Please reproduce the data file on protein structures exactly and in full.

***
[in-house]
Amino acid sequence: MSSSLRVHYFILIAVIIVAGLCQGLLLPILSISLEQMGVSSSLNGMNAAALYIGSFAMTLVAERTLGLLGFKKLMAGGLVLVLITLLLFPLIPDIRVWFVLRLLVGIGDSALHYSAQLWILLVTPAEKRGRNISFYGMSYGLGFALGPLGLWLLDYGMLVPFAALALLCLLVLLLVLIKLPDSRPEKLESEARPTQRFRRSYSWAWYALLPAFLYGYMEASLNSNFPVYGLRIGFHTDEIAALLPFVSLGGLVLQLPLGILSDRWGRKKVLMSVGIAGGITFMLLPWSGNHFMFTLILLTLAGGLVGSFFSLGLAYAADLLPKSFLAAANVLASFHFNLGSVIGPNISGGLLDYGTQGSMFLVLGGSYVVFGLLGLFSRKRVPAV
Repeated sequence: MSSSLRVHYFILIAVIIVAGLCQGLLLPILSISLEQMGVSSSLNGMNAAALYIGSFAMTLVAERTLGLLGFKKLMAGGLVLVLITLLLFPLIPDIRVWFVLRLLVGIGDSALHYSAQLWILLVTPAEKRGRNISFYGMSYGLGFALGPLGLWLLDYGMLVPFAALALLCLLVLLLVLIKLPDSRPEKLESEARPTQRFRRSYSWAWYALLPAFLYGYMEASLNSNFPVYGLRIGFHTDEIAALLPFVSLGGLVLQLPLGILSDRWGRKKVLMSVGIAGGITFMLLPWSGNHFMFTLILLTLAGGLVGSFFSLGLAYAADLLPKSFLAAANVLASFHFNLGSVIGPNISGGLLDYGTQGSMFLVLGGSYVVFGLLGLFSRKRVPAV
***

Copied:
[in-house]
Amino acid sequence: MSSSLRVHYFILIAVIIVAGLCQGLLLPILSISLEQMGVSSSLNGMNAAALYIGSFAMTLVAERTLGLLGFKKLMAGGLVLVLITLLLFPLIPDIRVWFVLRLLVGIGDSALHYSAQLWILLVTPAEKRGRNISFYGMSYGLGFALGPLGLWLLDYGMLVPFAALALLCLLVLLLVLIKLPDSRPEKLESEARPTQRFRRSYSWAWYALLPAFLYGYMEASLNSNFPVYGLRIGFHTDEIAALLPFVSLGGLVLQLPLGILSDRWGRKKVLMSVGIAGGITFMLLPWSGNHFMFTLILLTLAGGLVGSFFSLGLAYAADLLPKSFLAAANVLASFHFNLGSVIGPNISGGLLDYGTQGSMFLVLGGSYVVFGLLGLFSRKRVPAV
Repeated sequence: MSSSLRVHYFILIAVIIVAGLCQGLLLPILSISLEQMGVSSSLNGMNAAALYIGSFAMTLVAERTLGLLGFKKLMAGGLVLVLITLLLFPLIPDIRVWFVLRLLVGIGDSALHYSAQLWILLVTPAEKRGRNISFYGMSYGLGFALGPLGLWLLDYGMLVPFAALALLCLLVLLLVLIKLPDSRPEKLESEARPTQRFRRSYSWAWYALLPAFLYGYMEASLNSNFPVYGLRIGFHTDEIAALLPFVSLGGLVLQLPLGILSDRWGRKKVLMSVGIAGGITFMLLPWSGNHFMFTLILLTLAGGLVGSFFSLGLAYAADLLPKSFLAAANVLASFHFNLGSVIGPNISGGLLDYGTQGSMFLVLGGSYVVFGLLGLFSRKRVPAV